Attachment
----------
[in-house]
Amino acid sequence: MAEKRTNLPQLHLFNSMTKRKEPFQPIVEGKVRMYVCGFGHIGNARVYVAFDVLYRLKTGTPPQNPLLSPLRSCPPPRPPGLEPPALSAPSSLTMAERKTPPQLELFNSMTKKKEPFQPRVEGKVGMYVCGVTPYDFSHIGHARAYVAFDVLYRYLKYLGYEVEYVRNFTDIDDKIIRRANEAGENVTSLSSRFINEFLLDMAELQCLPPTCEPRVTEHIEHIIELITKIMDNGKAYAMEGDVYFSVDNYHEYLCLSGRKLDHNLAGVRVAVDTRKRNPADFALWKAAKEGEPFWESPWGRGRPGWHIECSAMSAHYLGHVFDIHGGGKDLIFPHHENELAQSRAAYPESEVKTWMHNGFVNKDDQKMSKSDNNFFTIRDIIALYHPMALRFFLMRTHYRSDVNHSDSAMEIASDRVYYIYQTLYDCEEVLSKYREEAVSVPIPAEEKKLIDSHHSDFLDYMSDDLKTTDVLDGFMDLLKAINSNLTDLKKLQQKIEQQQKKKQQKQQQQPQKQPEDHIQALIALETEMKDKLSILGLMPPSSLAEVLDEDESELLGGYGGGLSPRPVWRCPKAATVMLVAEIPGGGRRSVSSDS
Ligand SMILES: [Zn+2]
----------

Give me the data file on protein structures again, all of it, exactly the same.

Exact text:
[in-house]
Amino acid sequence: MAEKRTNLPQLHLFNSMTKRKEPFQPIVEGKVRMYVCGFGHIGNARVYVAFDVLYRLKTGTPPQNPLLSPLRSCPPPRPPGLEPPALSAPSSLTMAERKTPPQLELFNSMTKKKEPFQPRVEGKVGMYVCGVTPYDFSHIGHARAYVAFDVLYRYLKYLGYEVEYVRNFTDIDDKIIRRANEAGENVTSLSSRFINEFLLDMAELQCLPPTCEPRVTEHIEHIIELITKIMDNGKAYAMEGDVYFSVDNYHEYLCLSGRKLDHNLAGVRVAVDTRKRNPADFALWKAAKEGEPFWESPWGRGRPGWHIECSAMSAHYLGHVFDIHGGGKDLIFPHHENELAQSRAAYPESEVKTWMHNGFVNKDDQKMSKSDNNFFTIRDIIALYHPMALRFFLMRTHYRSDVNHSDSAMEIASDRVYYIYQTLYDCEEVLSKYREEAVSVPIPAEEKKLIDSHHSDFLDYMSDDLKTTDVLDGFMDLLKAINSNLTDLKKLQQKIEQQQKKKQQKQQQQPQKQPEDHIQALIALETEMKDKLSILGLMPPSSLAEVLDEDESELLGGYGGGLSPRPVWRCPKAATVMLVAEIPGGGRRSVSSDS
Ligand SMILES: [Zn+2]